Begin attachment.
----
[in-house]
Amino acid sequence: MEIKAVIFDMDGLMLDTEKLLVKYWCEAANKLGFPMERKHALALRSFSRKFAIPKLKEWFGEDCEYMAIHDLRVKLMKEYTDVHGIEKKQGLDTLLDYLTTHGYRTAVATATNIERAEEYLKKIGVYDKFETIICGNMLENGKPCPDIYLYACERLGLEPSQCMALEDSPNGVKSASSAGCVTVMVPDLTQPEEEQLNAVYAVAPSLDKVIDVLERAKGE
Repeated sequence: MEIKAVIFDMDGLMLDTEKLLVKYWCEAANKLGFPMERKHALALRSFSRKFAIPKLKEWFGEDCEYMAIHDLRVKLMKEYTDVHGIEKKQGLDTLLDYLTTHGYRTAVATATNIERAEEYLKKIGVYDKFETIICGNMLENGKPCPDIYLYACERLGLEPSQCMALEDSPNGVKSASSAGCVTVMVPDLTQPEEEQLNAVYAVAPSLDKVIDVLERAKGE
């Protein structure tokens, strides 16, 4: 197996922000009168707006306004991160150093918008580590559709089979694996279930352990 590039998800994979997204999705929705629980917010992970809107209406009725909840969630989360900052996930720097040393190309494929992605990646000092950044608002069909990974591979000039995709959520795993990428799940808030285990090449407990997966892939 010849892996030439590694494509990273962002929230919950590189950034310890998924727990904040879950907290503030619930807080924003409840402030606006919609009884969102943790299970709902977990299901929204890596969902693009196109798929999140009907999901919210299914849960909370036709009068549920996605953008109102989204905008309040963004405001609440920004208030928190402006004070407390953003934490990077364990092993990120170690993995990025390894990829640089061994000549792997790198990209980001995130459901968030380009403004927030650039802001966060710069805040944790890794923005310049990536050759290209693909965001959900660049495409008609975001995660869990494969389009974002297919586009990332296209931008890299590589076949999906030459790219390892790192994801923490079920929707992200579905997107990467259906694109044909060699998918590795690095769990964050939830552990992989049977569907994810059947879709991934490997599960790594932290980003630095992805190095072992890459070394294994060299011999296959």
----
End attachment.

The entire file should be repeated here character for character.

[in-house]
Amino acid sequence: MEIKAVIFDMDGLMLDTEKLLVKYWCEAANKLGFPMERKHALALRSFSRKFAIPKLKEWFGEDCEYMAIHDLRVKLMKEYTDVHGIEKKQGLDTLLDYLTTHGYRTAVATATNIERAEEYLKKIGVYDKFETIICGNMLENGKPCPDIYLYACERLGLEPSQCMALEDSPNGVKSASSAGCVTVMVPDLTQPEEEQLNAVYAVAPSLDKVIDVLERAKGE
Repeated sequence: MEIKAVIFDMDGLMLDTEKLLVKYWCEAANKLGFPMERKHALALRSFSRKFAIPKLKEWFGEDCEYMAIHDLRVKLMKEYTDVHGIEKKQGLDTLLDYLTTHGYRTAVATATNIERAEEYLKKIGVYDKFETIICGNMLENGKPCPDIYLYACERLGLEPSQCMALEDSPNGVKSASSAGCVTVMVPDLTQPEEEQLNAVYAVAPSLDKVIDVLERAKGE
């Protein structure tokens, strides 16, 4: 197996922000009168707006306004991160150093918008580590559709089979694996279930352990 590039998800994979997204999705929705629980917010992970809107209406009725909840969630989360900052996930720097040393190309494929992605990646000092950044608002069909990974591979000039995709959520795993990428799940808030285990090449407990997966892939 010849892996030439590694494509990273962002929230919950590189950034310890998924727990904040879950907290503030619930807080924003409840402030606006919609009884969102943790299970709902977990299901929204890596969902693009196109798929999140009907999901919210299914849960909370036709009068549920996605953008109102989204905008309040963004405001609440920004208030928190402006004070407390953003934490990077364990092993990120170690993995990025390894990829640089061994000549792997790198990209980001995130459901968030380009403004927030650039802001966060710069805040944790890794923005310049990536050759290209693909965001959900660049495409008609975001995660869990494969389009974002297919586009990332296209931008890299590589076949999906030459790219390892790192994801923490079920929707992200579905997107990467259906694109044909060699998918590795690095769990964050939830552990992989049977569907994810059947879709991934490997599960790594932290980003630095992805190095072992890459070394294994060299011999296959």